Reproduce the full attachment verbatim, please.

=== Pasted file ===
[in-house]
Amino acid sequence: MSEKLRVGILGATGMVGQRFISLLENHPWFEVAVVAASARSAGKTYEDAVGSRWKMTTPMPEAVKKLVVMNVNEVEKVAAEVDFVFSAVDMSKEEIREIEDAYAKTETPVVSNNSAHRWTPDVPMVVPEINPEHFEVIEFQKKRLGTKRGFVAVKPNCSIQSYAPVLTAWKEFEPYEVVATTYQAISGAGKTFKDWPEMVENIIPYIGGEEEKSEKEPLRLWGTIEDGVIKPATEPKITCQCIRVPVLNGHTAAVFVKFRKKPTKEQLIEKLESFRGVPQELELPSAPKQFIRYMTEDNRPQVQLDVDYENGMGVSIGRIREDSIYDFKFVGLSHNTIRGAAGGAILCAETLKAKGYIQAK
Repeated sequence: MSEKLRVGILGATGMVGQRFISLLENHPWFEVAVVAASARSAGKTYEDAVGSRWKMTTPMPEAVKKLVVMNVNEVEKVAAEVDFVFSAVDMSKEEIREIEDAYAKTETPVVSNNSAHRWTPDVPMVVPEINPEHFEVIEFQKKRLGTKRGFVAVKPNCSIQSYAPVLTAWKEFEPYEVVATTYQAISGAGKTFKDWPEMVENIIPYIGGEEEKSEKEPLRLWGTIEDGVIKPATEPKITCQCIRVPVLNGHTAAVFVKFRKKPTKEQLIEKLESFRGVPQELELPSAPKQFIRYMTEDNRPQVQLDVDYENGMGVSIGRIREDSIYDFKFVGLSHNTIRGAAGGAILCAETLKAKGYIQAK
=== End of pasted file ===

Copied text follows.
[in-house]
Amino acid sequence: MSEKLRVGILGATGMVGQRFISLLENHPWFEVAVVAASARSAGKTYEDAVGSRWKMTTPMPEAVKKLVVMNVNEVEKVAAEVDFVFSAVDMSKEEIREIEDAYAKTETPVVSNNSAHRWTPDVPMVVPEINPEHFEVIEFQKKRLGTKRGFVAVKPNCSIQSYAPVLTAWKEFEPYEVVATTYQAISGAGKTFKDWPEMVENIIPYIGGEEEKSEKEPLRLWGTIEDGVIKPATEPKITCQCIRVPVLNGHTAAVFVKFRKKPTKEQLIEKLESFRGVPQELELPSAPKQFIRYMTEDNRPQVQLDVDYENGMGVSIGRIREDSIYDFKFVGLSHNTIRGAAGGAILCAETLKAKGYIQAK
Repeated sequence: MSEKLRVGILGATGMVGQRFISLLENHPWFEVAVVAASARSAGKTYEDAVGSRWKMTTPMPEAVKKLVVMNVNEVEKVAAEVDFVFSAVDMSKEEIREIEDAYAKTETPVVSNNSAHRWTPDVPMVVPEINPEHFEVIEFQKKRLGTKRGFVAVKPNCSIQSYAPVLTAWKEFEPYEVVATTYQAISGAGKTFKDWPEMVENIIPYIGGEEEKSEKEPLRLWGTIEDGVIKPATEPKITCQCIRVPVLNGHTAAVFVKFRKKPTKEQLIEKLESFRGVPQELELPSAPKQFIRYMTEDNRPQVQLDVDYENGMGVSIGRIREDSIYDFKFVGLSHNTIRGAAGGAILCAETLKAKGYIQAK